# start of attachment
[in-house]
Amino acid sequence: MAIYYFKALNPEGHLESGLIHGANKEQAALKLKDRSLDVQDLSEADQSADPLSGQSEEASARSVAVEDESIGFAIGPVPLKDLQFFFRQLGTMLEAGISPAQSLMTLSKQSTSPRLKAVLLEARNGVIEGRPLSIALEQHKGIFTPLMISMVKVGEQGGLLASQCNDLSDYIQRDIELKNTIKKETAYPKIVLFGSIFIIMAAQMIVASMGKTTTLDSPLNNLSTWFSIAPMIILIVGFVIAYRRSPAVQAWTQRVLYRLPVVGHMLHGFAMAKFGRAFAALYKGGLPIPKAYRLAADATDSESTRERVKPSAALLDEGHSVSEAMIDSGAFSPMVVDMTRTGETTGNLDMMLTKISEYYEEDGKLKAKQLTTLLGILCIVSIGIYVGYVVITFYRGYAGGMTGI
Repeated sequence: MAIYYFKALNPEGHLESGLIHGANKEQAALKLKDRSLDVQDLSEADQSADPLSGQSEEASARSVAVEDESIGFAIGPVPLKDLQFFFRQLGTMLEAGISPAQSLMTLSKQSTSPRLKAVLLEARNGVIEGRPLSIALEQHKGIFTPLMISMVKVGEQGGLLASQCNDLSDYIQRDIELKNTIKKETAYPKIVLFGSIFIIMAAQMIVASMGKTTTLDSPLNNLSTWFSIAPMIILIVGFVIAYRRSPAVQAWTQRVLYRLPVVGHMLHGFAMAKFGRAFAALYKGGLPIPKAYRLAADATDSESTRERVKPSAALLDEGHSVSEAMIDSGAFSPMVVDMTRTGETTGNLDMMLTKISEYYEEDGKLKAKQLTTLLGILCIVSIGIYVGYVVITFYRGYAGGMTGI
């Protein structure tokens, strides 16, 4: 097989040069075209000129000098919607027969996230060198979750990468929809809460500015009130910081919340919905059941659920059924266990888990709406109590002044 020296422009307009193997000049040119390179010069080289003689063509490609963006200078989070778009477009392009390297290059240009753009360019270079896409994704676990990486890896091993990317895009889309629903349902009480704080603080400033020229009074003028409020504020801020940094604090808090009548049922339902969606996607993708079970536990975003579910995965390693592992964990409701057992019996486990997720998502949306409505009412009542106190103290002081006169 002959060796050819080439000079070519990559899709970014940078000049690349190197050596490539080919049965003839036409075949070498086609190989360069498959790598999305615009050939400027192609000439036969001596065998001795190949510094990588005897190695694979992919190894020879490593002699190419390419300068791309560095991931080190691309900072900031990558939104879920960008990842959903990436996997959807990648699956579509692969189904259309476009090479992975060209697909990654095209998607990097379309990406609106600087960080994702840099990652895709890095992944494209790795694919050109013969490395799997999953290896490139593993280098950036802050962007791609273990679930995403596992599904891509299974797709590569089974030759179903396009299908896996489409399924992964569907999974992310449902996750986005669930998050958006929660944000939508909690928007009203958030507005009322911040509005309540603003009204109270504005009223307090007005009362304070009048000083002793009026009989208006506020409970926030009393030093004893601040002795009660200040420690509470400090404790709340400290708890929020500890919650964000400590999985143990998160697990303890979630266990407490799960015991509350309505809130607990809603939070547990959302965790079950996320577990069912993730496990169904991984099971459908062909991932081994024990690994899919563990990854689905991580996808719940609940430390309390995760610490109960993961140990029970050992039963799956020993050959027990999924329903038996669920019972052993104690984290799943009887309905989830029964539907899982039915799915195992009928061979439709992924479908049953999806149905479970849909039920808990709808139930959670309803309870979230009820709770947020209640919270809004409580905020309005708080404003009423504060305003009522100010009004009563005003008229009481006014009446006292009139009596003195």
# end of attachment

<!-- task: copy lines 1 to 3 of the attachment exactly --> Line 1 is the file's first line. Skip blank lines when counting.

[in-house]
Amino acid sequence: MAIYYFKALNPEGHLESGLIHGANKEQAALKLKDRSLDVQDLSEADQSADPLSGQSEEASARSVAVEDESIGFAIGPVPLKDLQFFFRQLGTMLEAGISPAQSLMTLSKQSTSPRLKAVLLEARNGVIEGRPLSIALEQHKGIFTPLMISMVKVGEQGGLLASQCNDLSDYIQRDIELKNTIKKETAYPKIVLFGSIFIIMAAQMIVASMGKTTTLDSPLNNLSTWFSIAPMIILIVGFVIAYRRSPAVQAWTQRVLYRLPVVGHMLHGFAMAKFGRAFAALYKGGLPIPKAYRLAADATDSESTRERVKPSAALLDEGHSVSEAMIDSGAFSPMVVDMTRTGETTGNLDMMLTKISEYYEEDGKLKAKQLTTLLGILCIVSIGIYVGYVVITFYRGYAGGMTGI
Repeated sequence: MAIYYFKALNPEGHLESGLIHGANKEQAALKLKDRSLDVQDLSEADQSADPLSGQSEEASARSVAVEDESIGFAIGPVPLKDLQFFFRQLGTMLEAGISPAQSLMTLSKQSTSPRLKAVLLEARNGVIEGRPLSIALEQHKGIFTPLMISMVKVGEQGGLLASQCNDLSDYIQRDIELKNTIKKETAYPKIVLFGSIFIIMAAQMIVASMGKTTTLDSPLNNLSTWFSIAPMIILIVGFVIAYRRSPAVQAWTQRVLYRLPVVGHMLHGFAMAKFGRAFAALYKGGLPIPKAYRLAADATDSESTRERVKPSAALLDEGHSVSEAMIDSGAFSPMVVDMTRTGETTGNLDMMLTKISEYYEEDGKLKAKQLTTLLGILCIVSIGIYVGYVVITFYRGYAGGMTGI